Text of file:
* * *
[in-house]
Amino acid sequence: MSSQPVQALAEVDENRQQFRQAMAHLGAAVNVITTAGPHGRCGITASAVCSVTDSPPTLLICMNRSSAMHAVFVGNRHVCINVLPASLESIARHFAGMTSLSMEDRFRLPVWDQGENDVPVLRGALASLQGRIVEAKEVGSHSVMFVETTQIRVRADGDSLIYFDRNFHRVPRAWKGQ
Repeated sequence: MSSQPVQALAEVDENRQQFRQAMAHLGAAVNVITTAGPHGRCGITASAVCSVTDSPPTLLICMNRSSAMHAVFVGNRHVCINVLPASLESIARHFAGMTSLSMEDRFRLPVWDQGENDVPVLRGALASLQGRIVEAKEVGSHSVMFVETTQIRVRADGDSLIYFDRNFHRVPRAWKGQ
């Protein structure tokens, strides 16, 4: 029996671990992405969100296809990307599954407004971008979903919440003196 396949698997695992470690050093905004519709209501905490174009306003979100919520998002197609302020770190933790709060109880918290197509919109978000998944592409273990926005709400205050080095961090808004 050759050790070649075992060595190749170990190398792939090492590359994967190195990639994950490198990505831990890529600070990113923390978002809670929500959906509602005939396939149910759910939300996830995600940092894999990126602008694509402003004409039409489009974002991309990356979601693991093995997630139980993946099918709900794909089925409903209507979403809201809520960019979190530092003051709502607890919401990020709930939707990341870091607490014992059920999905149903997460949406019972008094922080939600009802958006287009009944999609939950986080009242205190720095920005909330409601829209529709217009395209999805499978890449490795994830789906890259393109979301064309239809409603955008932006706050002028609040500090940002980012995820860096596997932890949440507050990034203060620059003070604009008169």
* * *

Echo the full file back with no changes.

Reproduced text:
[in-house]
Amino acid sequence: MSSQPVQALAEVDENRQQFRQAMAHLGAAVNVITTAGPHGRCGITASAVCSVTDSPPTLLICMNRSSAMHAVFVGNRHVCINVLPASLESIARHFAGMTSLSMEDRFRLPVWDQGENDVPVLRGALASLQGRIVEAKEVGSHSVMFVETTQIRVRADGDSLIYFDRNFHRVPRAWKGQ
Repeated sequence: MSSQPVQALAEVDENRQQFRQAMAHLGAAVNVITTAGPHGRCGITASAVCSVTDSPPTLLICMNRSSAMHAVFVGNRHVCINVLPASLESIARHFAGMTSLSMEDRFRLPVWDQGENDVPVLRGALASLQGRIVEAKEVGSHSVMFVETTQIRVRADGDSLIYFDRNFHRVPRAWKGQ
């Protein structure tokens, strides 16, 4: 029996671990992405969100296809990307599954407004971008979903919440003196 396949698997695992470690050093905004519709209501905490174009306003979100919520998002197609302020770190933790709060109880918290197509919109978000998944592409273990926005709400205050080095961090808004 050759050790070649075992060595190749170990190398792939090492590359994967190195990639994950490198990505831990890529600070990113923390978002809670929500959906509602005939396939149910759910939300996830995600940092894999990126602008694509402003004409039409489009974002991309990356979601693991093995997630139980993946099918709900794909089925409903209507979403809201809520960019979190530092003051709502607890919401990020709930939707990341870091607490014992059920999905149903997460949406019972008094922080939600009802958006287009009944999609939950986080009242205190720095920005909330409601829209529709217009395209999805499978890449490795994830789906890259393109979301064309239809409603955008932006706050002028609040500090940002980012995820860096596997932890949440507050990034203060620059003070604009008169």